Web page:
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Losing the night
https://popastro.com/forum/viewtopic.php?f=9&t=21060
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Author:  brian livesey [ Tue Feb 26, 2019 12:10 pm ]
Post subject:  Losing the night

A Radio 4 programme yesterday evening discussed the problem of light pollution, and the disappearance of night for millions of people around the globe.
We were informed that global light pollution is increasing at the rate of 2% per year, which is a rapid rate of growth. A third of humanity can no longer see the Milky Way.
The programme also discussed the effects of light pollution on plant growth and the circadian rhythms of animals, including the psychological and cultural effects on we humans of being deprived of the night.

Author:  skyhawk [ Tue Feb 26, 2019 5:08 pm ]
Post subject:  Re: Losing the night

brian livesey wrote:
A Radio 4 programme yesterday evening discussed the problem of light pollution, and the disappearance of night for millions of people around the globe.
We were informed that global light pollution is increasing at the rate of 2% per year, which is a rapid rate of growth. A third of humanity can no longer see the Milky Way.
The programme also discussed the effects of light pollution on the circadian rhythms of plants and animals, including the psychological and cultural effects on humans of being deprived of the night.



Old news,

JANUARY 17, 2019 BY EVAN GOUGH
Astronomers Aren’t Pleased About a Russian Plan to Put Billboards in Space
It was bound to happen.

While the rest of us look up at the night sky, and wonder at what we’re seeing, ponder how it all fits together, and strain ourselves trying to understand how our origins are intertwined with all that we see, others don’t. They look up at the magnitude of the night sky and think none of these things.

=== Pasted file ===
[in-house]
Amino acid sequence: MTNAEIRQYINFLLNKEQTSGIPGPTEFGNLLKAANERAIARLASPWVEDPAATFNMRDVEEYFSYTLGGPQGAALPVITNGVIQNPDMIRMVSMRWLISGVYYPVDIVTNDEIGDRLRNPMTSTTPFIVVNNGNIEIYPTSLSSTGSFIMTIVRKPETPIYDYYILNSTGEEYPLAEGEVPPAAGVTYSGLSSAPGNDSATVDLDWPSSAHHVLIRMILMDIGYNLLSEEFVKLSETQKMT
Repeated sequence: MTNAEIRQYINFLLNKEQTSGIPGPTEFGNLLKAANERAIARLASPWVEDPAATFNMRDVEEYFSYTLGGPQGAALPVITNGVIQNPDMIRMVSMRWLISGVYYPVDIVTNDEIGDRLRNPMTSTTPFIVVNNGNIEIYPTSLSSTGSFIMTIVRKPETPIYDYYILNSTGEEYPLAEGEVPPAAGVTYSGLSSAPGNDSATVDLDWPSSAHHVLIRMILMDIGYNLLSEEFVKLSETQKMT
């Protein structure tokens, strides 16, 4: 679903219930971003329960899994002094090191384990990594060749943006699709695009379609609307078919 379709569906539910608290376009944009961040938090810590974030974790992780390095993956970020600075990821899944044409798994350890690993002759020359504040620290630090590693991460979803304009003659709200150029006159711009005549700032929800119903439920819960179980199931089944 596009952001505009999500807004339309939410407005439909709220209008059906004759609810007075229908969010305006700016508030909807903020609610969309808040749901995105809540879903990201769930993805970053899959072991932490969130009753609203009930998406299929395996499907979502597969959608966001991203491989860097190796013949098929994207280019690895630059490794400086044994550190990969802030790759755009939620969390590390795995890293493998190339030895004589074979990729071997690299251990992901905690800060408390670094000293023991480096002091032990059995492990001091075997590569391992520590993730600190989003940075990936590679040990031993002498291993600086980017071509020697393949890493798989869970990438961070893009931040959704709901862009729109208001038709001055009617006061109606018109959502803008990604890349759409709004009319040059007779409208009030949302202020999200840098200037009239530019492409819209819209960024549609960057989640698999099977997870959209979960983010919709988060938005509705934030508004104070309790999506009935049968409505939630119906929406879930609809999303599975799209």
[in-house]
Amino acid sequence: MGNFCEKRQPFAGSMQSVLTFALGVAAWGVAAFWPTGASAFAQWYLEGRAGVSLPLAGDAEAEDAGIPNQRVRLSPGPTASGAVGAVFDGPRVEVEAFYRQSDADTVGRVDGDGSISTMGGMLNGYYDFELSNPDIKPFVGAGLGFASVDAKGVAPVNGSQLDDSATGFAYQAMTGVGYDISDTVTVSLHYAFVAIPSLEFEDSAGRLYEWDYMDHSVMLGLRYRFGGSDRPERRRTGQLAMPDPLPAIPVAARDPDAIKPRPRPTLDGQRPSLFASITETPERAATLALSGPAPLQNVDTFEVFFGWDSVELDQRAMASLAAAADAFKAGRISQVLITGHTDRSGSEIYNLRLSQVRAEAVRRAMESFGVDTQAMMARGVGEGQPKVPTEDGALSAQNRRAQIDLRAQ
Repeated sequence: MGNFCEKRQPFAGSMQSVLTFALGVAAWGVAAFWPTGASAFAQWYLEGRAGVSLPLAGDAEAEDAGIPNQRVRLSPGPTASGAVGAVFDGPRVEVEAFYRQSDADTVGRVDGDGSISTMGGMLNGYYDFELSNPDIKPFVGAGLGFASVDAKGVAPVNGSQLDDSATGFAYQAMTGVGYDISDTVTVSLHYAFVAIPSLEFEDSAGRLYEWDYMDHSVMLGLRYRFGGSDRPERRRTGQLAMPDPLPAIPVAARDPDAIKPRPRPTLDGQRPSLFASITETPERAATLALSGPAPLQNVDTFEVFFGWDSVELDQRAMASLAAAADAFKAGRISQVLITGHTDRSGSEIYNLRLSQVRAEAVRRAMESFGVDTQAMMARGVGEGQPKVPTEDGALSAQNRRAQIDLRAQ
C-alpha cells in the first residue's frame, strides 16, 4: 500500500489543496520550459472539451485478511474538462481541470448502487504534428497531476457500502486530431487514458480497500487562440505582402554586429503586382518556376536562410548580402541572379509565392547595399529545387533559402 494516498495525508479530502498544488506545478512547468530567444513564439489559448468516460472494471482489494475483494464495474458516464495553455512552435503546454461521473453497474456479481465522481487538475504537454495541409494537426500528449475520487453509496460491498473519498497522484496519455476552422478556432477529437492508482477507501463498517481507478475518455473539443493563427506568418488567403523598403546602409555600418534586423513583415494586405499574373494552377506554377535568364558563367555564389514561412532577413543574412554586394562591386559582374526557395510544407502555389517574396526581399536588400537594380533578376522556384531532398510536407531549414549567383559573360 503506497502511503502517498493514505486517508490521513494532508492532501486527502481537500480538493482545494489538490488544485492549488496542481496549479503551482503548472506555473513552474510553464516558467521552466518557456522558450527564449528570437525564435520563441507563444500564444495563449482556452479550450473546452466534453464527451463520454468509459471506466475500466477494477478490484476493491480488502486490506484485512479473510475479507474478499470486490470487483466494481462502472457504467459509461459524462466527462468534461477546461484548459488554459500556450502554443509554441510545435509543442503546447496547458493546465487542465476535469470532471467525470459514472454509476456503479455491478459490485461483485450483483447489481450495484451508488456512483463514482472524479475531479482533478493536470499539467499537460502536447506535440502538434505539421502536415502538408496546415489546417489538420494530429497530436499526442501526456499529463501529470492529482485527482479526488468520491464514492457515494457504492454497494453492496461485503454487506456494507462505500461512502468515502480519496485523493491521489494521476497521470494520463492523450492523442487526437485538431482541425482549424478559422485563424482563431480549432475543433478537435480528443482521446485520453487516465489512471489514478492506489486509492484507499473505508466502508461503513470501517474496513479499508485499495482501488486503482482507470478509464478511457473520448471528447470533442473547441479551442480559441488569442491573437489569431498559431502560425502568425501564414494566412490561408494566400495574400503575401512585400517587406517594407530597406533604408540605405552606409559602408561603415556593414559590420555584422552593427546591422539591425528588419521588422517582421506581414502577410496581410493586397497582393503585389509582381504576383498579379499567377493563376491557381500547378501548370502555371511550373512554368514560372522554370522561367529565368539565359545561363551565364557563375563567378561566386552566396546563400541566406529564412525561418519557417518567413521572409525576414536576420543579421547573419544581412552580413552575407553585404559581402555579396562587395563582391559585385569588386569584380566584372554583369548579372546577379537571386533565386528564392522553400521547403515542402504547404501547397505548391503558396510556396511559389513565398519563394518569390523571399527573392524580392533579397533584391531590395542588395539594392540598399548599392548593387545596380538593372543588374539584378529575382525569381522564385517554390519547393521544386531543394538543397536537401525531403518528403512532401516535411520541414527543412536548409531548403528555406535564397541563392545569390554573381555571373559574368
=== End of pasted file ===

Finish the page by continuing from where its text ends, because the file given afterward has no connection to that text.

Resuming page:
Instead they think, “Hmmm…that’s a big, empty billboard. How can I make money from it?”

Russian company StartRocket is proposing to use Cubesats, small satellites with inexpensive launch profiles, to put billboards in space. At an altitude of about 450 km (280 miles), the satellites would unfurl a mylar sail about 9 meters (30 ft.) long. A group of CubeSats would work together to create a singe billboard, and the result would be a pixelated billboard with a viewable area of about 50 sq. km., visible in morning and evening twilight, when they catch and reflect sunlight.

from there to LIT displays by china etc.

Author:  brian livesey [ Wed Feb 27, 2019 11:36 am ]
Post subject:  Re: Losing the night

A third of the population can't see the Milky Way. The next third looks down at its smartphones, unaware that the sky exists at all. The final third is too busy trying to keep up with the bills to find the time to "stand and stare" at the sky.
We skywatchers are definitely a privileged social minority.

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